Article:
10 years since we started TESBY

December 8, 2009  

It is Ten years since we started Filming our first Star Wars spoof, The Empire Strikes Backyard!!! Little Luke was barely nine months old! Our resident Poet Laureate of the Yard recounts the story that was the making of TESBY. We dare you to understand….

Exactly ten years ago, on cardboard sets in a snooker room, they made…

Welsh Bounty minus head The Lucas Family George Lucas on set Crew with camera (good pic) Camera and people in front of cockpit set Mark, Daz, Kev - Story Board Aussie Bounty - Casual


It was a period of CGI: with wooden spaceships, filming on an air force base, they shot their first feature film made in the Star Wars fanfilm genre. During this battle they used CGIs, needed carefully to iron Backyard’s ultimate weapon, the GREEN SCREEN, and had bulky transformers with enough power to light up an entire film set. Posted on the outer rim of the country, and at weekends racing home aboard his Starlet, Darren wrote the sacred plans and had several people erect film sets in the snooker room.

It was a dark room for them to film in. Although the sets have now been destroyed, they backlit pieces of bubble wrap attached to the wooden base and positioned them across the snooker room. Creating the look of the Imperial Starfleet was a group of volunteers. Next door was established a kitchen for making tea and, in this remote ice world, some broth. Executive Bully Darren Scales, obsessed with following the storyboard, had them attach hundreds of remote props and made the best use of the space.

When Luke Scales had returned to his home town of Lincoln, after playing Luke and Leia, with friends and solo, his dad went through the rushes and the VFX with Chewie, the mutt. Luke was too little to know that the Set Designer had earnestly begun construction of a new computerised visual effect even more powerful than the first dreaded rotoscope. When completed, this ultimate model dispelled fear in the room, and a small bag of Revels struggled to restore nutrition in the snooker room.

Traffic had engulfed Melton Mowbray. They had gone to a trading estate with outlay for stage systems in the ute. Hoping to resolve the matter with a tirade of pyrotechnics, they set up enough explosions to make a small planet go ka-boom. Once the crew of the production had endlessly debated arming all this chain of effects, the Executive Bully pressed the trigger for two head-high lights to flash, then peace and fresh air in the snooker room to settle the smoke.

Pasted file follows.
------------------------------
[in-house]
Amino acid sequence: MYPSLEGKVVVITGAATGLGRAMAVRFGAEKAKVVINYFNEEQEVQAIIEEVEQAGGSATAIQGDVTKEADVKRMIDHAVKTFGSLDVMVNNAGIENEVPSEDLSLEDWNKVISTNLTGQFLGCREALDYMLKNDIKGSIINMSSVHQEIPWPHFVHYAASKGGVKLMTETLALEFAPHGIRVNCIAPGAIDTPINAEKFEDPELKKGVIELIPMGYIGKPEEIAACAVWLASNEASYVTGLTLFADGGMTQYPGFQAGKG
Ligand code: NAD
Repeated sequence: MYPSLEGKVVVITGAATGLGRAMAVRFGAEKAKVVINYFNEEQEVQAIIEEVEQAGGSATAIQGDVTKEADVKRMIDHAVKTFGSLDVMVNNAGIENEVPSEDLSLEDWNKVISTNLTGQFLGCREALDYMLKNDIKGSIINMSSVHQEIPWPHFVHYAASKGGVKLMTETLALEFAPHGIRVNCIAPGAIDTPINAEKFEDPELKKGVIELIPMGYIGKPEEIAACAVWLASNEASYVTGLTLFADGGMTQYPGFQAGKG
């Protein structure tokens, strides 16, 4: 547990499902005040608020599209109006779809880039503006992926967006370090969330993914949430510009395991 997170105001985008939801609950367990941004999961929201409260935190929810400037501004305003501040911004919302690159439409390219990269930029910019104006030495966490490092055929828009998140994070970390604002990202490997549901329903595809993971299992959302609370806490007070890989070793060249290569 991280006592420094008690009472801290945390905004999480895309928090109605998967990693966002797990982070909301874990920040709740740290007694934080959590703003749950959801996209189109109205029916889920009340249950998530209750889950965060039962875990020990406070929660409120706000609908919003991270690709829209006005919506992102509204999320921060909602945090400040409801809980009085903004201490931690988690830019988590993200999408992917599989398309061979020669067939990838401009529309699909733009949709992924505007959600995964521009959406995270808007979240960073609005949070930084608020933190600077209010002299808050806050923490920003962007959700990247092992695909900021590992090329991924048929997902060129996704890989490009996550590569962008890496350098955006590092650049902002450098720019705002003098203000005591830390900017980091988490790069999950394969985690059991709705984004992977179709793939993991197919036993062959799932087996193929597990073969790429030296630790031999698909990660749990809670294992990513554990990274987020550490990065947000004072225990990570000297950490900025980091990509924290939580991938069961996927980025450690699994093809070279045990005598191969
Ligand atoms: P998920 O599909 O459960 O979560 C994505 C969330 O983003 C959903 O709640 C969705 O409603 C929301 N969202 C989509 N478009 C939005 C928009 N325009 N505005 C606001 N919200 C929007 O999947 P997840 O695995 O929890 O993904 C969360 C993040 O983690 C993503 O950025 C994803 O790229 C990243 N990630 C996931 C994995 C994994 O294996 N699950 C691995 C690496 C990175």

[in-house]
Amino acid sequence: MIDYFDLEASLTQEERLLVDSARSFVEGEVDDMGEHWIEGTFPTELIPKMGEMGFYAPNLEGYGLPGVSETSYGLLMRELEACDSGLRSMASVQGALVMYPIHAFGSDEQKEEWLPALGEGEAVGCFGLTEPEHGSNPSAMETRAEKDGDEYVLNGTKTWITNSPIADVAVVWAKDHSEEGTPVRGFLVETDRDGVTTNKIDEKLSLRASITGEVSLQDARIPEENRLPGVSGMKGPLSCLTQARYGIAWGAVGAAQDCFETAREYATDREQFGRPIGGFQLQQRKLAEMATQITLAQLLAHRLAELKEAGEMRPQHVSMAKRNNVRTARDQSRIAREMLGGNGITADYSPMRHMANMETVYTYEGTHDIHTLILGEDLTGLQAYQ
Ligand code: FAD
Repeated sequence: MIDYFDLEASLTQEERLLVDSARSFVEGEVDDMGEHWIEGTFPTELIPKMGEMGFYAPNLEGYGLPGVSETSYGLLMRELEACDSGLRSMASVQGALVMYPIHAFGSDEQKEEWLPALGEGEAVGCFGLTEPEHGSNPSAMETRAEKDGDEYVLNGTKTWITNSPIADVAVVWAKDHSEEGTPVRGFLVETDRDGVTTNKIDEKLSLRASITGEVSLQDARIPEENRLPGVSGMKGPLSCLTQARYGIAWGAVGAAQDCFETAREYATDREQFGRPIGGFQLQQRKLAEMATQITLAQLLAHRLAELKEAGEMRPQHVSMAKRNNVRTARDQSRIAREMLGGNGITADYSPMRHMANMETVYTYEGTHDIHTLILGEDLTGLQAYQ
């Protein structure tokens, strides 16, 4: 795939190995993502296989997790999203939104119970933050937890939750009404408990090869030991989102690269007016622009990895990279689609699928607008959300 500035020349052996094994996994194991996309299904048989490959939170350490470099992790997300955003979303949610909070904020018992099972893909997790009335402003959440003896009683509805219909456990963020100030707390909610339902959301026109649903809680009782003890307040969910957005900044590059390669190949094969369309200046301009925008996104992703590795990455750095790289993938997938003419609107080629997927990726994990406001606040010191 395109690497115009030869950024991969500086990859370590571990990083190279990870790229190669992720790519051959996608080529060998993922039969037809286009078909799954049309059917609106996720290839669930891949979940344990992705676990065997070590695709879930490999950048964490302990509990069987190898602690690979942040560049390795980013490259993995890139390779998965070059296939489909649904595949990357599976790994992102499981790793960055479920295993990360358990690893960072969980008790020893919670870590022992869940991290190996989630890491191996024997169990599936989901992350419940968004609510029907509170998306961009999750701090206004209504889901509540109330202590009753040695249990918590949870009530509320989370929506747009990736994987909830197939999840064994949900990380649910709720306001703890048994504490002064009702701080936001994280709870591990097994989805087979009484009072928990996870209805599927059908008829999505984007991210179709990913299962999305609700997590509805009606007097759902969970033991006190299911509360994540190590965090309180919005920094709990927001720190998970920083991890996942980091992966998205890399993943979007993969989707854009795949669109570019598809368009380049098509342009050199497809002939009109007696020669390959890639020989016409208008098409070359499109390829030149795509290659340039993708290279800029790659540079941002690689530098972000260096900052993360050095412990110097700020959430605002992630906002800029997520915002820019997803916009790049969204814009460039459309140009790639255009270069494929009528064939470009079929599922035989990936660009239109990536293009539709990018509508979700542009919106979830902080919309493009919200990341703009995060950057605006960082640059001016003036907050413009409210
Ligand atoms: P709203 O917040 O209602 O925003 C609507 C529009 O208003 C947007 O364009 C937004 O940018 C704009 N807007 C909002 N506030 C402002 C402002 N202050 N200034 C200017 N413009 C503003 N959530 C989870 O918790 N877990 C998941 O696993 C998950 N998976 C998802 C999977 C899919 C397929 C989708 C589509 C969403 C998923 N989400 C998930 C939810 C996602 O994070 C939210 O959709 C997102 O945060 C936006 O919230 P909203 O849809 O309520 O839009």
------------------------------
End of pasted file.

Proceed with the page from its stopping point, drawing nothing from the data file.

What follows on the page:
They got undressed in the adjoining chamber. Several thousand safety pins were employed to tack up the Levi’s and tunic. The prosthetics were created under the workmanship of the mysterious Behind the Mask. The queen’s costume was difficult for the limitless number of red, high lights. To maintain pieces of material in order, the second Amidala, the former being taboo, was adjusted by the talented seamstress, who took on the critical issue of creating an ARMHOLE FOR THE JACKET and in-stitched the overlocked hemline.

Phwoar! Sandra wasn’t grumbling about Darth Maul or the ruthless schedule. How do you edit a film, their first in DV, with not much time to spare? In a stunning movie, a fiendish amount of dirt lingers. Everyone mucked in, had swept up the rubbish then relished a Kit-Kat: chance for a proper tea. The edit was done right before the charity premiere, avoiding attempts for any return on invested capital from their valuable footage. Two red-eyed nights ended a desperate mission to enthrall the captive audience…


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